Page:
Posted Wed Nov 18th 2020 11:57 am by John Elwood
John Elwood reviews Monday’s relists.
If the number of cases continues to grow at the current rate, things will quickly become unsustainable. That’s right: Experts are warning that the Supreme Court will re-list 8,388,608 cases per week through June if current trends continue.
The court announced on Friday in last week’s new list, Cedar Point Nursery v. Hassid, 20-107, issued a certificate raising the question of whether a California ordinance allowing union organizers to enter the property of producers constitutes an inherently uncompensated takeover of property as the fifth amendment. But alarmingly, the court replaced it with two relists and put it on a course of unsustainable exponential growth.
Caniglia v. Strom, 20-157, deals with an issue that the court has already examined once during this tenure: whether the exception of “community welfare” from the warranty obligation of the fourth amendment extends to the house. Regular readers recall that the court essentially considered this issue in Rodriguez v City of San Jose, California, 19-1057, which it re-listed after the long conference before declining review. The police cannot usually search private property without consent or an arrest warrant. In the Cady v. Dombrowski case, the Supreme Court wrote that the police could conduct searches related to “community caretaking functions” without guarantee, although Cady only dealt with searches related to “vehicle accidents” and the like. It has been used much more broadly since then and is, in the words of the US Circuit Court of Appeals, “a collective term for a variety of tasks that law enforcement officers must perform in addition to their law enforcement activities. ”
In Caniglia police, responding to a domestic dispute, found Edward Caniglia to be “an immediate danger to themselves and others” and went to a hospital for a psychiatric evaluation. Under the leadership of his wife, police confiscated two firearms from his home, one of which Caniglia had asked his wife to shoot him. Caniglia then sued to question the legality of the unlawful seizure of the firearms (and himself) under the Fourth Amendment, but the District Court and 1st Circuit upheld the search under the “Community Maintenance” exception. Caniglia argues that the exception should not be applied inside the “home – the best protected of all private spaces”.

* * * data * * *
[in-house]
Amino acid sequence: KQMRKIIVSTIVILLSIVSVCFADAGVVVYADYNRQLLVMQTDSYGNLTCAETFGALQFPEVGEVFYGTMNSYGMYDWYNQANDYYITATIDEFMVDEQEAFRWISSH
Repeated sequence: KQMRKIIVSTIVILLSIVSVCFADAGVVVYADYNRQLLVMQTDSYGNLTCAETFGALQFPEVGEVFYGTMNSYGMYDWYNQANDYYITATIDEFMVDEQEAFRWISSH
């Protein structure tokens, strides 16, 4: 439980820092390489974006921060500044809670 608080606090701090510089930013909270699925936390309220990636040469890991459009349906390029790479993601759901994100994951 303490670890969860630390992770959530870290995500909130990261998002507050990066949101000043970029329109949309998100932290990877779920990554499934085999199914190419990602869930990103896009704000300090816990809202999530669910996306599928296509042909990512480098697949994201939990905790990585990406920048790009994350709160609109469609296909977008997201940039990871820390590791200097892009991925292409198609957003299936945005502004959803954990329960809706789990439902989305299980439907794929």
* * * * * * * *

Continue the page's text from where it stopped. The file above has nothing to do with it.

United States v. Cooley, 19-1414, was born out of a traffic obstruction on a public highway that runs through the Crow Indian Reservation in Montana. The policeman who made the stop was a tribal officer from the Crow Tribe. The driver was not a Native American. Although the story of the stop (which revealed methamphetamine and firearms) is convincing to read for many reasons, the main thing I found out is that the suspect said he borrowed the truck from one of two people who are nearly 30 years old Lived miles away, and the arrest officer knew both of them. The U.S. Circuit Court of Appeals ruled the stop was illegal, despite recognizing tribes have the authority to investigate crimes committed by non-tribal members on tribal land. Judge Dan Collins, along with Judges Carlos Bea, Mark Bennett and Dan Bress, objected to the refusal to repeat en banc. The government is seeking a review of whether the lower courts have been suppressed in suppressing evidence to support the theory that a Native American police officer was not empowered to temporarily hold a non-Native American on a public right of way within a conditional reservation a possible violation of state or federal law.
That’s it for now. While things have been easy this week, if current trends continue, I have only three more installments before this is no longer sustainable. Stay safe during these end times.
USA versus Cooley, 19-1414
Problem: Whether the lower courts wrongly suppressed evidence to support the theory that a police officer from an Native American tribe was not authorized to temporarily arrest and search the respondent, Joshua James Cooley, a non-Indian, on a possible violation of a public right of way on a reservation State or federal law.
(resumed after the conference on November 13th)
Caniglia v. Current, 20-157
Problem: Whether the exception of “Community Caretaking” from the warranty obligation of the fourth amendment extends to the home.
(resumed after the conference on November 13th)
Shinn v. Kayer, 19-1302
Problem: Whether the U.S. Court of Appeals for the 9th Circuit violated the deferential standard of 28 USC § 2254 and used a flawed methodology that the Supreme Court repeatedly condemned when it granted habeas relief based on a de novo finding that a violation of the sixth amendment had occurred.
(Performed again after the September 29, October 9, October 16, October 30, November 6, and November 13 conferences; replay requested prior to the October 15 conference and received on October 28)
John Elwood, Relist Watch,
SCOTUSblog (November 18, 2020, 11:57 am), https://www.scotusblog.com/2020/11/relist-watch-163/